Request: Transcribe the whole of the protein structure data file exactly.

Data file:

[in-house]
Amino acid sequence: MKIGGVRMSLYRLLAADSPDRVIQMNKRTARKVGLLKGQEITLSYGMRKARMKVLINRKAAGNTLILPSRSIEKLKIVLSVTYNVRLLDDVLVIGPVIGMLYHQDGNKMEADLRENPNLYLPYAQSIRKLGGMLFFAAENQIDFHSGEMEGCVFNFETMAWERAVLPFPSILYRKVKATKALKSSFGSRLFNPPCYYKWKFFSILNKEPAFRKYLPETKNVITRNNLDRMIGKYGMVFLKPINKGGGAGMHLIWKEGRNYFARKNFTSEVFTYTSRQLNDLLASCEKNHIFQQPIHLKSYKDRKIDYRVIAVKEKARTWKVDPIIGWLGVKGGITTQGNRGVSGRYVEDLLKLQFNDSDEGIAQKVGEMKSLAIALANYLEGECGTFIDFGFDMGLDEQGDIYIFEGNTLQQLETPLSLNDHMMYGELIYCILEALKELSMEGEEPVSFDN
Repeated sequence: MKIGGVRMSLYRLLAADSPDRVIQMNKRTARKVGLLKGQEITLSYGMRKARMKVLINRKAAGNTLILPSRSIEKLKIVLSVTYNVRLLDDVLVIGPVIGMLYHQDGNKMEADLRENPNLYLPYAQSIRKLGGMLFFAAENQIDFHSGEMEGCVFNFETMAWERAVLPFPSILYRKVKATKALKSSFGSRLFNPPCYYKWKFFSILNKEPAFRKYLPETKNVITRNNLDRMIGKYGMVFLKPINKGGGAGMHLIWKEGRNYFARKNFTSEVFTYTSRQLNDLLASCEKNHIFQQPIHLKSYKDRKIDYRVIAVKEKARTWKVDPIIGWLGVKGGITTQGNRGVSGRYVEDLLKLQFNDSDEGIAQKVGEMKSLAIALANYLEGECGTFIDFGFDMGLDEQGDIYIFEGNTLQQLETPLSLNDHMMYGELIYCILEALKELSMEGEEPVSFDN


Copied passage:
[in-house]
Amino acid sequence: MKIGGVRMSLYRLLAADSPDRVIQMNKRTARKVGLLKGQEITLSYGMRKARMKVLINRKAAGNTLILPSRSIEKLKIVLSVTYNVRLLDDVLVIGPVIGMLYHQDGNKMEADLRENPNLYLPYAQSIRKLGGMLFFAAENQIDFHSGEMEGCVFNFETMAWERAVLPFPSILYRKVKATKALKSSFGSRLFNPPCYYKWKFFSILNKEPAFRKYLPETKNVITRNNLDRMIGKYGMVFLKPINKGGGAGMHLIWKEGRNYFARKNFTSEVFTYTSRQLNDLLASCEKNHIFQQPIHLKSYKDRKIDYRVIAVKEKARTWKVDPIIGWLGVKGGITTQGNRGVSGRYVEDLLKLQFNDSDEGIAQKVGEMKSLAIALANYLEGECGTFIDFGFDMGLDEQGDIYIFEGNTLQQLETPLSLNDHMMYGELIYCILEALKELSMEGEEPVSFDN
Repeated sequence: MKIGGVRMSLYRLLAADSPDRVIQMNKRTARKVGLLKGQEITLSYGMRKARMKVLINRKAAGNTLILPSRSIEKLKIVLSVTYNVRLLDDVLVIGPVIGMLYHQDGNKMEADLRENPNLYLPYAQSIRKLGGMLFFAAENQIDFHSGEMEGCVFNFETMAWERAVLPFPSILYRKVKATKALKSSFGSRLFNPPCYYKWKFFSILNKEPAFRKYLPETKNVITRNNLDRMIGKYGMVFLKPINKGGGAGMHLIWKEGRNYFARKNFTSEVFTYTSRQLNDLLASCEKNHIFQQPIHLKSYKDRKIDYRVIAVKEKARTWKVDPIIGWLGVKGGITTQGNRGVSGRYVEDLLKLQFNDSDEGIAQKVGEMKSLAIALANYLEGECGTFIDFGFDMGLDEQGDIYIFEGNTLQQLETPLSLNDHMMYGELIYCILEALKELSMEGEEPVSFDN